The odd thing about the discussion was Secretary Solis’ overreliance on talking points about “green jobs,” hybrid vehicles and renewable energy. It sounded as if the Obama Administration thinks U.S. manufacturing should reorient itself to federally subsidized green jobs and nothing but.

There’s more to manufacturing!

Solis: [I] think there are going to be new opportunities too. For example, yesterday a visit I had in Las Vegas with Nevada Energy, through the smart grid we’re making moneys available, $138 million, to help jump start a new infrastructure there that will allow consumers in that state to be able to monitor and meter their use of energy, electricity, which means a great deal for Nevada because, you know, the extreme hot weather there during the summer and also right now as we get into winter, obviously cooling trends. But if people can have information to be available to know how they’re using, consuming energy and how they work to reduce those high costs themselves, that’s a big incentive for all of us.

Sesno: I want to talk more about the whole smart grid and green energy and all of that in a moment, but you mentioned Nevada. Nevada has been slammed, of course, because the property values there have just fallen through the floor, home sales have been stifled, and the tourism industry has taken a big hit because of the rest of the economy as well. So with that particular example, that money you were talking about, does that create in the short term more jobs for Nevada?

Solis: Well, it will, because there will be at least 200 jobs that will be created for individuals who’ll need to be trained in the reading of these new meters that are going to be ….

Sesno…That’s a start…

Solis …situated

Sesno: But that’s still a drop in the bucket

Solis: No. Well, it’s a start, but what happens is there’s additional retail activity that has to happen, or will happen, because people will be purchasing different pieces of equipment that you can attach to your refrigerator that will serve as a thermostat, and that will happen. There will be accountants that have to be hired. There will business managers, there will have to be warehouse people hired, people in trucking industry, they’ll have to help us transport.

We’ve transcribed more from the interview here.

Green jobs? Good. We like them. But they’re not a panacea, and judging from the examples Secretary Solis cited in the interview, the Administration seems to favor the green jobs that require heavy federal subsidies.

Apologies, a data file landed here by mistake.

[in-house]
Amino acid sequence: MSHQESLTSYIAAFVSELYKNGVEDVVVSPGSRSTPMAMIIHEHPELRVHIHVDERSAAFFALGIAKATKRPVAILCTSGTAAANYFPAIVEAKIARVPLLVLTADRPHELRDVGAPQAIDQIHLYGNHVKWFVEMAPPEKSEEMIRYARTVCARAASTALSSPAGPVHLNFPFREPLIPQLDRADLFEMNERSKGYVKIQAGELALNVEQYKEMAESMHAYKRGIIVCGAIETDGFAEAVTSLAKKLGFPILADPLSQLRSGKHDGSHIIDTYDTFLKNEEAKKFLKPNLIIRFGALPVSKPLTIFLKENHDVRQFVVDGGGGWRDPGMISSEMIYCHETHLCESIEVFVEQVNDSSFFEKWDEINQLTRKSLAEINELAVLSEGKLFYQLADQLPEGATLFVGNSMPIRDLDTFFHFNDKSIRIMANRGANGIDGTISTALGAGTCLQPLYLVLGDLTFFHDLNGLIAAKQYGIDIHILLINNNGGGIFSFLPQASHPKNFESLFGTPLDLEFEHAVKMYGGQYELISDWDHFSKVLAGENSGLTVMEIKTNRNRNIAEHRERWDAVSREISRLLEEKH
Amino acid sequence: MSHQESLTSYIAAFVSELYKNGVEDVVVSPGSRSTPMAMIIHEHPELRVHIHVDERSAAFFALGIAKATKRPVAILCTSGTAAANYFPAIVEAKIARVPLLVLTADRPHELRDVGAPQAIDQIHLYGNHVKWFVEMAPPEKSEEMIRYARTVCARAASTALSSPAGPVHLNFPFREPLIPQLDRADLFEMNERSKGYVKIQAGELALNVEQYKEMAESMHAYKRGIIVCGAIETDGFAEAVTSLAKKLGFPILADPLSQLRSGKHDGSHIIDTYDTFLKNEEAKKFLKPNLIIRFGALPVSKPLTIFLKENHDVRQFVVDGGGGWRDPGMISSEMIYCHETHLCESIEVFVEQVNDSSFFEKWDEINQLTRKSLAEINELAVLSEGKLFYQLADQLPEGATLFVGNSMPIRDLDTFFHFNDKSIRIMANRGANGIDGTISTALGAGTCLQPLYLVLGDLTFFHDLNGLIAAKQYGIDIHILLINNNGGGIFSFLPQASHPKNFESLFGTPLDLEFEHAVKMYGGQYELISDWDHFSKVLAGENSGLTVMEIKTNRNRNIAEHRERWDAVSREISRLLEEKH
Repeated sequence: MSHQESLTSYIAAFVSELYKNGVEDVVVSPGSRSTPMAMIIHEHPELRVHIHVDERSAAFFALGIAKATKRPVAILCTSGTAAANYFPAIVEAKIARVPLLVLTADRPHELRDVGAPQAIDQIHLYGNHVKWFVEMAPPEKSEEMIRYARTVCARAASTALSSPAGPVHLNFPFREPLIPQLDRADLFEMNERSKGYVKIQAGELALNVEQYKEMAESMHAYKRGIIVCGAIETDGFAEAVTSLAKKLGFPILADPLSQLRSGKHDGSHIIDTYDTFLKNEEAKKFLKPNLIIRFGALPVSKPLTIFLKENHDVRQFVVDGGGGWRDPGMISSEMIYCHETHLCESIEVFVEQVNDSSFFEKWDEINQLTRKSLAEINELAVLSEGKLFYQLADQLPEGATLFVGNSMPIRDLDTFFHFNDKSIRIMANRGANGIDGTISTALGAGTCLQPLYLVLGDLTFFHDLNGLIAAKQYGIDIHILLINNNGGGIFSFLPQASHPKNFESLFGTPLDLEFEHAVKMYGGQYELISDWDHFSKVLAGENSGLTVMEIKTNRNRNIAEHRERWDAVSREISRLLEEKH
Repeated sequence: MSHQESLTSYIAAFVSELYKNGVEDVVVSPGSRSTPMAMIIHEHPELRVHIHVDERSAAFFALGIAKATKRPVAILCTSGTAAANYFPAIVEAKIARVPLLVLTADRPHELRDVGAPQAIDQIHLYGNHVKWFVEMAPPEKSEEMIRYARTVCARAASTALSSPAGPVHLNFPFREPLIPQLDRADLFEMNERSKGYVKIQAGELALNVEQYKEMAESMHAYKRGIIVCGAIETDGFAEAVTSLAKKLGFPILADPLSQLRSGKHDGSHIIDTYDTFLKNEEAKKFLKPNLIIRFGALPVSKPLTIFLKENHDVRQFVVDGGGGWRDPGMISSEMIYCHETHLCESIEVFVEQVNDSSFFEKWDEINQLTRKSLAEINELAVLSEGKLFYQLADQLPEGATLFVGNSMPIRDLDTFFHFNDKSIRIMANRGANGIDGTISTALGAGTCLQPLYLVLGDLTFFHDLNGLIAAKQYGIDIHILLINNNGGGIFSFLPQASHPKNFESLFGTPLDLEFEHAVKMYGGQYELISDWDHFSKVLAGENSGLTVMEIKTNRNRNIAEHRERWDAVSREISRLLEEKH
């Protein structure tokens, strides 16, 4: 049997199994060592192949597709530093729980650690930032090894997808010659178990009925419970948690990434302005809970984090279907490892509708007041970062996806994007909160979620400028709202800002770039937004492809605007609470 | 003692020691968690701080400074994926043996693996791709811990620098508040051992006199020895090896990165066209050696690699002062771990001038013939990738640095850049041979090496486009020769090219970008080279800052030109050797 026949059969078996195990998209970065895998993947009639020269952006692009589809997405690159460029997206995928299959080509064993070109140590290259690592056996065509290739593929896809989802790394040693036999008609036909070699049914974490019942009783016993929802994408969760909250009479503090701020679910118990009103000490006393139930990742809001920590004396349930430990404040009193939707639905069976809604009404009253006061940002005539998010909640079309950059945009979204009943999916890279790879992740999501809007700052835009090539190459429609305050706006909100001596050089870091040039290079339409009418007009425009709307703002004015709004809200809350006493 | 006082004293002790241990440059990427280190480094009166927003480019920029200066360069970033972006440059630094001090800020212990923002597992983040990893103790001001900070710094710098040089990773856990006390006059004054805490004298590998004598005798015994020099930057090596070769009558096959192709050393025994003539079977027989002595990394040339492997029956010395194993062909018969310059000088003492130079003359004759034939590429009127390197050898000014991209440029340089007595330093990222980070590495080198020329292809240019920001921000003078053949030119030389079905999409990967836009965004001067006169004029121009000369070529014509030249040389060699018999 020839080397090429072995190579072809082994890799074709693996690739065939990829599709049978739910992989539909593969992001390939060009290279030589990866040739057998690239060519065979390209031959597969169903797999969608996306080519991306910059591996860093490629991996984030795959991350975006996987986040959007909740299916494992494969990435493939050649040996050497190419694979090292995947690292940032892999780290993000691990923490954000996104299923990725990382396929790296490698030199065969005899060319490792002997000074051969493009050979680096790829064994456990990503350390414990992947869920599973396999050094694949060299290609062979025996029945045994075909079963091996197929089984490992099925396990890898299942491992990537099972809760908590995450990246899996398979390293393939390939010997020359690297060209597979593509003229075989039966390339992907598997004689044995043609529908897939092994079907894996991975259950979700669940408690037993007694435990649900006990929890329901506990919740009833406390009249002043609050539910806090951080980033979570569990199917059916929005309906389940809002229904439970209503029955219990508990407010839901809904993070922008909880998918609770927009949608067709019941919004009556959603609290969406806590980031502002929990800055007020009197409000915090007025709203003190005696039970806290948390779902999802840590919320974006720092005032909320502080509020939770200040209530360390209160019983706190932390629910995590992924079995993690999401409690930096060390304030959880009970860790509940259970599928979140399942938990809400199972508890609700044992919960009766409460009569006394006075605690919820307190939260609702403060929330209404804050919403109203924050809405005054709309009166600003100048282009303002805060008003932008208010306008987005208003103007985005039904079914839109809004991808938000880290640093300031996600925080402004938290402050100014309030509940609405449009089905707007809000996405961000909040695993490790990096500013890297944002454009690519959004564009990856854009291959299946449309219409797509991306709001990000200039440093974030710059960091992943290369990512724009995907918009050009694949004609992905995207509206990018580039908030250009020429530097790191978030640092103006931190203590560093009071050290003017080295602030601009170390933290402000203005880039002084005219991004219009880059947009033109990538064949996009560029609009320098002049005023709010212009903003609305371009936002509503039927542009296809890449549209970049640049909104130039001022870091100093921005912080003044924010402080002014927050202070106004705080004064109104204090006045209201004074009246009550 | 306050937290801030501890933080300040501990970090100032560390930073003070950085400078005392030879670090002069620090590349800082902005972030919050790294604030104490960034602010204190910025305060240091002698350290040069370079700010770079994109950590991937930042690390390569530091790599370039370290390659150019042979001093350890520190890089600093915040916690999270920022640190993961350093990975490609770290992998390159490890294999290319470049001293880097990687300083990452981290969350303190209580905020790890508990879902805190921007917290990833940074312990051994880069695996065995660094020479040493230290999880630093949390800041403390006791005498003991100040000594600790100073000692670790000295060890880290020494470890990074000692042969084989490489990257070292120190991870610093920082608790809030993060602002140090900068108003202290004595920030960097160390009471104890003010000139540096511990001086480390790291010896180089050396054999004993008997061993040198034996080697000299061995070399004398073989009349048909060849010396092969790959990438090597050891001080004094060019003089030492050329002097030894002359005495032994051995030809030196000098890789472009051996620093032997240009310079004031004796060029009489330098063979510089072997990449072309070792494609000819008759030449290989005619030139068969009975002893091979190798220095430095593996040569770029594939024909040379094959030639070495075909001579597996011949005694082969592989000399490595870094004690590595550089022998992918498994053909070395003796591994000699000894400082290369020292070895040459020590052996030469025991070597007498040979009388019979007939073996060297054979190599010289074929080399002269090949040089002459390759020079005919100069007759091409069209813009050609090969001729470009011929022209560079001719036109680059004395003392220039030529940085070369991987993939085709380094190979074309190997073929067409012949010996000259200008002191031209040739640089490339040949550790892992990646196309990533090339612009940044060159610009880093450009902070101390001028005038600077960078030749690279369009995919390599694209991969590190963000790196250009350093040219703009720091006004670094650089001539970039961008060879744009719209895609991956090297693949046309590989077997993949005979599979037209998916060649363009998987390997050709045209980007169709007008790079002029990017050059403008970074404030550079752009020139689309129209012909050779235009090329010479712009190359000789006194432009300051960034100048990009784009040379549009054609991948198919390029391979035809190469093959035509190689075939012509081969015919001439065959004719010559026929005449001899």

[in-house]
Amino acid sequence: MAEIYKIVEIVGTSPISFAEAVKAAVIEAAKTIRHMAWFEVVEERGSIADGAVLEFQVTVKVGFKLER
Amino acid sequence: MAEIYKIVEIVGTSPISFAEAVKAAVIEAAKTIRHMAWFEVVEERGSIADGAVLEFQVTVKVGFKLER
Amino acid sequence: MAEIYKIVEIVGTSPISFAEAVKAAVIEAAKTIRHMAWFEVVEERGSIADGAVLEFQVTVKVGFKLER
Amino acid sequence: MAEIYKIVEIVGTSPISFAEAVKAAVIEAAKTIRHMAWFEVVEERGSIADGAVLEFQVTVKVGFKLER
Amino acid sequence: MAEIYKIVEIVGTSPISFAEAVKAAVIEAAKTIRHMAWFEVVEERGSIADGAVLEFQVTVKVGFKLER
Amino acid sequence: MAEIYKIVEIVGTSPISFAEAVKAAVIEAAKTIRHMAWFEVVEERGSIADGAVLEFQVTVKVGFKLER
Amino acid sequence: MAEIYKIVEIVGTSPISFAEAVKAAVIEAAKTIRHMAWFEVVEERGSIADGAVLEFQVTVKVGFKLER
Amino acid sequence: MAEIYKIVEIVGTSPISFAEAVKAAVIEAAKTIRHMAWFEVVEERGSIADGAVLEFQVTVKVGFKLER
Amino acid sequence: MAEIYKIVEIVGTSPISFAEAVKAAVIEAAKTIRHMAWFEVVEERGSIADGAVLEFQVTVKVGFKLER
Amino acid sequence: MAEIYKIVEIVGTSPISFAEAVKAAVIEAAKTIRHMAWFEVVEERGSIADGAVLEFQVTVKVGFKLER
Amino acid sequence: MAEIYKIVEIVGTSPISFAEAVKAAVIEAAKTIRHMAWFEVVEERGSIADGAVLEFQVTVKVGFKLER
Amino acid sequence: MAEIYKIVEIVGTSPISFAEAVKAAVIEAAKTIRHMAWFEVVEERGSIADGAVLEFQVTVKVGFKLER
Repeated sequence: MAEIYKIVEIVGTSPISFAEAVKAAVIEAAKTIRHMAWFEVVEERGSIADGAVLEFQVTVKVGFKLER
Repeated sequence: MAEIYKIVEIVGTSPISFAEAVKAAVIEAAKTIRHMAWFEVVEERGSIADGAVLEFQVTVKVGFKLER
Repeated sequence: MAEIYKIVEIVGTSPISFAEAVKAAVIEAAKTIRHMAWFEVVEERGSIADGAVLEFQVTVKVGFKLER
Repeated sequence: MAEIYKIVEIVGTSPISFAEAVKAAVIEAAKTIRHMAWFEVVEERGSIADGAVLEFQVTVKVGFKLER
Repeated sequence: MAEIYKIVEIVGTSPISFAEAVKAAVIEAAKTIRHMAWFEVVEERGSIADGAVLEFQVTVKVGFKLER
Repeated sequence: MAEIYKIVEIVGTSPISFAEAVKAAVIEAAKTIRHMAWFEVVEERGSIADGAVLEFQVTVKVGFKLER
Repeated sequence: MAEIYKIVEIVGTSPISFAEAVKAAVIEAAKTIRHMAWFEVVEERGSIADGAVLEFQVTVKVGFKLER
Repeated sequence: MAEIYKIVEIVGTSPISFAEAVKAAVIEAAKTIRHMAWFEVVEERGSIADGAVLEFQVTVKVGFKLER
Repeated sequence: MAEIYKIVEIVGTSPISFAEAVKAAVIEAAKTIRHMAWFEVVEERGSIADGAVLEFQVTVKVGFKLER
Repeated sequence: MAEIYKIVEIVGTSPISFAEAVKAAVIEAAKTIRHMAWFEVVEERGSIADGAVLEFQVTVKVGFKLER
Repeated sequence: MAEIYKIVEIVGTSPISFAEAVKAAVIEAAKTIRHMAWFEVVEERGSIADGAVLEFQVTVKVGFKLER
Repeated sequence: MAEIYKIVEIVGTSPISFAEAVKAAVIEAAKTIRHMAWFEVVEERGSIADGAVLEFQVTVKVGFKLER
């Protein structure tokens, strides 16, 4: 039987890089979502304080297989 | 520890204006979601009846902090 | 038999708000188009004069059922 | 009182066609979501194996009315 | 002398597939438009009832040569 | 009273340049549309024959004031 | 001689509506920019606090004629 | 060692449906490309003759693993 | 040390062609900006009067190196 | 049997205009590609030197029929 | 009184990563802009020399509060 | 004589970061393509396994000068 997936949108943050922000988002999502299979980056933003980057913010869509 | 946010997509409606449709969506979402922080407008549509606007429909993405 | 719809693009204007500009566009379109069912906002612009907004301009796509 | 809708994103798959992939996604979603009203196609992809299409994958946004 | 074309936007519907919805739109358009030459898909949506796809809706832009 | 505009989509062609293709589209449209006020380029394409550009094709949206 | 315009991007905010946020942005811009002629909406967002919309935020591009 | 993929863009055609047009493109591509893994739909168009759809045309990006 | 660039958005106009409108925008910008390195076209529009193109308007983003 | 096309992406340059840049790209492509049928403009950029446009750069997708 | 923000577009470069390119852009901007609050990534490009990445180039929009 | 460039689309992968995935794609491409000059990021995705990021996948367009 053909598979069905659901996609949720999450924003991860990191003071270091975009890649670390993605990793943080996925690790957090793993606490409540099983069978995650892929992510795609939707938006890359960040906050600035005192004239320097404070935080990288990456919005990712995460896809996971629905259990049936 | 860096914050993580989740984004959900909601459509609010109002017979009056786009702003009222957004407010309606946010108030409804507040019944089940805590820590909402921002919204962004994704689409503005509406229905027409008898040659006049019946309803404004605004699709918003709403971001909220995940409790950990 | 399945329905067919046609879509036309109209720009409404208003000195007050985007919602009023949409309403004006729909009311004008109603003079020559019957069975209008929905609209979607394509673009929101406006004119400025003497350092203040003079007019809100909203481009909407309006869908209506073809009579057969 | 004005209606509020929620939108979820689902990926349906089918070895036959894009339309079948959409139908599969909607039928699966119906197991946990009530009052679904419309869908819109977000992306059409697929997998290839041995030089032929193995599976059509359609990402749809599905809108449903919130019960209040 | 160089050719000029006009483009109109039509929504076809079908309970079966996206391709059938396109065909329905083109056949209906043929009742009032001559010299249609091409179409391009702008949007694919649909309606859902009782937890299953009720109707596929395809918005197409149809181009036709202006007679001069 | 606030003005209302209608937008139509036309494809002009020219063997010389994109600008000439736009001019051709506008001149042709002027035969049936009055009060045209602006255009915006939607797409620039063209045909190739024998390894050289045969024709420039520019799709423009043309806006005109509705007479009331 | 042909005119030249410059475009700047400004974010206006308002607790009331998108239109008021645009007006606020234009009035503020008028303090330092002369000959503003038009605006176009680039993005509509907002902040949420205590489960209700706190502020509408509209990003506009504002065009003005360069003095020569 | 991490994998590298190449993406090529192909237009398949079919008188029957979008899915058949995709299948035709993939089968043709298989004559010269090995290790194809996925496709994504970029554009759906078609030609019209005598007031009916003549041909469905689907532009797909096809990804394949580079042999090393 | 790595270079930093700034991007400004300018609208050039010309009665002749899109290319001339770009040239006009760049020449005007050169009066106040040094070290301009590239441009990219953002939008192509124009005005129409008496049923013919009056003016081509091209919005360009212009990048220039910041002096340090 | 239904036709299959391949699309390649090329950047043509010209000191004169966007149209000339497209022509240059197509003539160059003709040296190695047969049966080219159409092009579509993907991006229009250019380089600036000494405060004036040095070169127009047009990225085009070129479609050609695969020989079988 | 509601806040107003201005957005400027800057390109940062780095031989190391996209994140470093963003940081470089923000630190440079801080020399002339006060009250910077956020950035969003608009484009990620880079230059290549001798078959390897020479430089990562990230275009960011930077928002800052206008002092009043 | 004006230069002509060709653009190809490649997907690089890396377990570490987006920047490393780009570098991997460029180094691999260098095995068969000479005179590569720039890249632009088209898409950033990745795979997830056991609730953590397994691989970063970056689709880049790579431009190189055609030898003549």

(Edited Saturday for grammar.)

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Workplace Safety Improves; Let’s Not Abandon Successful Approach

The Department of Labor’s Bureau of Labor Statistics today released workplace safety statistics for 2008. (BLS release) The data highlight an important, positive development often overlooked by many policymakers – workplace injury and illness continue to significantly improve in both the private sector and more specifically in manufacturing. Overall in the private sector, we saw the most significant improvement with a 7.1 percent decrease in total recordable case rates; rates in manufacturing workplaces improved by 10.7 percent.

While no one factor completely explains this improvement, Members of Congress and Labor Department officials need to understand what’s working before they attempt to overhaul the current system. The leadership at the Labor Department has pledged a new emphasis on more aggressive enforcement and has questioned the effectiveness of non-punitive programs that assist employers to comply with existing standards.

In order to continue improving safety, policymakers should keep doing what works and that’s the cooperative approach that the OSHA has undertaken with employers. Proposals like the Protecting America’s Workers Act will create a more adversarial relationship while doing nothing to reinforce the successful work that’s already taken place.

UPDATE 3:23pm Labor Secretary Hilda Solis acknowledges the improvements, while continuing to stress the need for “strong enforcement.” Safety should be a top priority in every workplace and good injury data is essential, agreed, but we suspect any effort to validate recordkeeping will find the same improving trends among manufacturers.